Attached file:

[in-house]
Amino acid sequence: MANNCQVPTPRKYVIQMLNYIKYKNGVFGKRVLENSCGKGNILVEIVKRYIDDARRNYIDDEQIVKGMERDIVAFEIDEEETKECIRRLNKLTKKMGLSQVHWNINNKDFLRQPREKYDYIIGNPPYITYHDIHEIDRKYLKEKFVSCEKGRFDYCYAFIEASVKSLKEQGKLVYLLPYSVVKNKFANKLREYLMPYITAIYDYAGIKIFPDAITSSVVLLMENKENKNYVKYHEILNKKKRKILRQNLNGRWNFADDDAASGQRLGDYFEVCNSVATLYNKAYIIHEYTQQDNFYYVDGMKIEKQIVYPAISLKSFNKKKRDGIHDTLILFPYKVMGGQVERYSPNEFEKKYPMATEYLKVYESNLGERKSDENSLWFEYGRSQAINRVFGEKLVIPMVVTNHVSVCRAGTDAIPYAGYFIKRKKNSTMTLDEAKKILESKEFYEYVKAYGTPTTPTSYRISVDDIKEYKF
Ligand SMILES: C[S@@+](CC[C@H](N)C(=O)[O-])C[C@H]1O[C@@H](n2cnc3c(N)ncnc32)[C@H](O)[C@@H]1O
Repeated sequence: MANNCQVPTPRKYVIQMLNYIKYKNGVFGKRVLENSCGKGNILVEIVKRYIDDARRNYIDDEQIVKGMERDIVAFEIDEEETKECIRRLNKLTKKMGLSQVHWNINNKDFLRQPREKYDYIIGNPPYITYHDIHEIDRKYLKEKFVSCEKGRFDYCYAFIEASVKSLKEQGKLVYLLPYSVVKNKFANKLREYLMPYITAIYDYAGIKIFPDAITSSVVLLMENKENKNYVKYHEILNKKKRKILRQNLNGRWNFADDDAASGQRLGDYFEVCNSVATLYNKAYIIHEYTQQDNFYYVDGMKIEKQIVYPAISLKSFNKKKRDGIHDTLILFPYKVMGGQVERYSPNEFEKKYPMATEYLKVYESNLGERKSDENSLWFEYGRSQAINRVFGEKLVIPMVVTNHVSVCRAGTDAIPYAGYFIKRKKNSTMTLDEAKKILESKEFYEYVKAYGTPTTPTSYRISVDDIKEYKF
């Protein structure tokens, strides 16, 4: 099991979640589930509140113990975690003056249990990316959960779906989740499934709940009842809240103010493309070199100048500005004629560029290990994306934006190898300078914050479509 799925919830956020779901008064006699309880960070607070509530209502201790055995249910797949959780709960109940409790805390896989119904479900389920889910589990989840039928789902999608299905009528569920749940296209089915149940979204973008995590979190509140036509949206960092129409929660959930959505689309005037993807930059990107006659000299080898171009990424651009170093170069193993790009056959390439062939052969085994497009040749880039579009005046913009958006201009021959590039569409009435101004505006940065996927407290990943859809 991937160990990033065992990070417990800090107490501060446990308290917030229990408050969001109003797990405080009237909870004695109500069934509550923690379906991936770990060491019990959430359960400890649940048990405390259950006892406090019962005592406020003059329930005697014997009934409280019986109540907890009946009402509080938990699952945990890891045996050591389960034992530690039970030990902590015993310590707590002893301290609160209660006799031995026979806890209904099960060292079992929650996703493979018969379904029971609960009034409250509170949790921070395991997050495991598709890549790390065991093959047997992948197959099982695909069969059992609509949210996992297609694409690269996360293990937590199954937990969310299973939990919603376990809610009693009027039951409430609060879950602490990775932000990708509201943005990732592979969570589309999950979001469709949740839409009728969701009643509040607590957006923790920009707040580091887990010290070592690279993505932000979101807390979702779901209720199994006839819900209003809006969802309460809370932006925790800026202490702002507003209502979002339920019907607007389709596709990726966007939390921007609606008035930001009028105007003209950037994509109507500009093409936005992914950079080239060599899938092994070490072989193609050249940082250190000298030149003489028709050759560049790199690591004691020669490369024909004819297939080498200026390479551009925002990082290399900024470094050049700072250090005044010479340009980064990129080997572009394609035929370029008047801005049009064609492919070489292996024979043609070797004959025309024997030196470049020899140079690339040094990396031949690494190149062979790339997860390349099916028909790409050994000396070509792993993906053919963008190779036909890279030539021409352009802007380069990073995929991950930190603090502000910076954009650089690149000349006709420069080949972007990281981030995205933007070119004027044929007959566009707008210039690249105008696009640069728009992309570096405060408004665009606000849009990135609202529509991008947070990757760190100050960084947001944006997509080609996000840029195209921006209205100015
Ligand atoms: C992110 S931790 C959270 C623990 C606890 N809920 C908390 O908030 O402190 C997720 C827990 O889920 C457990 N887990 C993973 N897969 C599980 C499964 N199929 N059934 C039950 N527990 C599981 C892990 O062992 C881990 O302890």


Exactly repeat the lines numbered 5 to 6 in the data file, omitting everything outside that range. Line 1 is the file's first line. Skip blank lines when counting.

């Protein structure tokens, strides 16, 4: 099991979640589930509140113990975690003056249990990316959960779906989740499934709940009842809240103010493309070199100048500005004629560029290990994306934006190898300078914050479509 799925919830956020779901008064006699309880960070607070509530209502201790055995249910797949959780709960109940409790805390896989119904479900389920889910589990989840039928789902999608299905009528569920749940296209089915149940979204973008995590979190509140036509949206960092129409929660959930959505689309005037993807930059990107006659000299080898171009990424651009170093170069193993790009056959390439062939052969085994497009040749880039579009005046913009958006201009021959590039569409009435101004505006940065996927407290990943859809 991937160990990033065992990070417990800090107490501060446990308290917030229990408050969001109003797990405080009237909870004695109500069934509550923690379906991936770990060491019990959430359960400890649940048990405390259950006892406090019962005592406020003059329930005697014997009934409280019986109540907890009946009402509080938990699952945990890891045996050591389960034992530690039970030990902590015993310590707590002893301290609160209660006799031995026979806890209904099960060292079992929650996703493979018969379904029971609960009034409250509170949790921070395991997050495991598709890549790390065991093959047997992948197959099982695909069969059992609509949210996992297609694409690269996360293990937590199954937990969310299973939990919603376990809610009693009027039951409430609060879950602490990775932000990708509201943005990732592979969570589309999950979001469709949740839409009728969701009643509040607590957006923790920009707040580091887990010290070592690279993505932000979101807390979702779901209720199994006839819900209003809006969802309460809370932006925790800026202490702002507003209502979002339920019907607007389709596709990726966007939390921007609606008035930001009028105007003209950037994509109507500009093409936005992914950079080239060599899938092994070490072989193609050249940082250190000298030149003489028709050759560049790199690591004691020669490369024909004819297939080498200026390479551009925002990082290399900024470094050049700072250090005044010479340009980064990129080997572009394609035929370029008047801005049009064609492919070489292996024979043609070797004959025309024997030196470049020899140079690339040094990396031949690494190149062979790339997860390349099916028909790409050994000396070509792993993906053919963008190779036909890279030539021409352009802007380069990073995929991950930190603090502000910076954009650089690149000349006709420069080949972007990281981030995205933007070119004027044929007959566009707008210039690249105008696009640069728009992309570096405060408004665009606000849009990135609202529509991008947070990757760190100050960084947001944006997509080609996000840029195209921006209205100015
Ligand atoms: C992110 S931790 C959270 C623990 C606890 N809920 C908390 O908030 O402190 C997720 C827990 O889920 C457990 N887990 C993973 N897969 C599980 C499964 N199929 N059934 C039950 N527990 C599981 C892990 O062992 C881990 O302890």